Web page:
Do not leave worship today without keeping image of the Cross with you. Look around in our community and in our homes to see where the Cross is visible. Reflect upon the cruelty that God endured as he completed his work in the body of Christ.

Yes, the Cross was man-made from a tree. In fact a tree had to be destroyed in order to fulfill the prophecy of Isaiah. The Old Testament tells the stories of how the ancient Israelites failed to remain faithful to God or failed to follow the Law of Moses beginning with the story of Adam and Eve failing to follow God’s rule. The stained glass artist demonstrated the destruction of the Garden of Eden as God created by the choice of yellowing, withering leaves from the Tree of Knowledge of Good and Evil.

The Tree of the Cross symbolizes humanity’s failure to remain faithful. Even legends have developed about the choice of wood used for the cross. The choice the ancient Romans used cannot be proven because the ancient crosses deteriorated and there is no archeological evidence of the wood used. Possibly it was olive wood, cypress, or cedar, but as a native Missourian, I am familiar with the Legend of the Dogwood Tree.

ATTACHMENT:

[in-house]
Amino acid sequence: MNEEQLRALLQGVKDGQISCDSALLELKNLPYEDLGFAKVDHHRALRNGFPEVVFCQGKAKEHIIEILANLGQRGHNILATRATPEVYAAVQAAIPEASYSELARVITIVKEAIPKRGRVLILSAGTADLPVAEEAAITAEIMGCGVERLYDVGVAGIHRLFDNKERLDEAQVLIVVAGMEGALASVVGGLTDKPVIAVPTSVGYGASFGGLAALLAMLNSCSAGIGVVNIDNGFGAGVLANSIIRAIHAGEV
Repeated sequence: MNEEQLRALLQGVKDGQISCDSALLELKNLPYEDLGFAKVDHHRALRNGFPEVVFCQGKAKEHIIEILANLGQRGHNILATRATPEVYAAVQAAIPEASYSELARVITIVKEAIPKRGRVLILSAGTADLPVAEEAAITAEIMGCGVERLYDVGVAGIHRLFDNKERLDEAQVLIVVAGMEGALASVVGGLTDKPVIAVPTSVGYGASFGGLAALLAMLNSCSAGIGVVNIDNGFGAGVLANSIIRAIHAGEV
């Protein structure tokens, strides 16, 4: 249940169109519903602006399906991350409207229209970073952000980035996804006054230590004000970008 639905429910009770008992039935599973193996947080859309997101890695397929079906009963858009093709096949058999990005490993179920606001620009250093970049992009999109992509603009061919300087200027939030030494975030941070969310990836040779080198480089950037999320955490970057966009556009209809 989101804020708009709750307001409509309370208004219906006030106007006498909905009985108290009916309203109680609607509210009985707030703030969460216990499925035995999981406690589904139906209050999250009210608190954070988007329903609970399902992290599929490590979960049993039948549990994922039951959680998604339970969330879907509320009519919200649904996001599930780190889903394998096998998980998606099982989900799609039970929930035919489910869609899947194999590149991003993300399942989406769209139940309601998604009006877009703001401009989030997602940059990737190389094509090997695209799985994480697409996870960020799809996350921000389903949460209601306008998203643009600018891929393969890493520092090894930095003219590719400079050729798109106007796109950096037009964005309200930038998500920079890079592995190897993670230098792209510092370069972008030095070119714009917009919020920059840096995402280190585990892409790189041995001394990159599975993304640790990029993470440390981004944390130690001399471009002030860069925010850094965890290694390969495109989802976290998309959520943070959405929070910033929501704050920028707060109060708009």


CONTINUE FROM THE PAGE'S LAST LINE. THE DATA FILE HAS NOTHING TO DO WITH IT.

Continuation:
Googling the legend, I found the story:

In Jesus’ time, the dogwood grew 
To a stately size and a lovely hue.
‘Twas strong and firm, its branches interwoven.
For the cross of Christ its timbers were chosen.
Seeing the distress at this use of their wood
Christ made a promise which still holds good:
“Never again shall the dogwood grow
Large enough to be used so.
Slender and twisted, it shall be
With blossoms like the cross for all to see.
As blood stains the petals marked in brown,
The blossom’s center wears a thorny crown.
All who see it will remember Me
Crucified on a cross from the dogwood tree.
Cherished and protected, this tree shall be
A reminder to all of My agony.”

 

[Accessed on February 2, 2018 at https://www.gotquestions.org/legend-dogwood.html]

 

This legend helps me remember the message of the Cross, especially when the dogwoods bloom in the Spring. But, I was curious:  Did dogwood trees grow in Jerusalem? No. I learned that the dogwood is native only in the United States.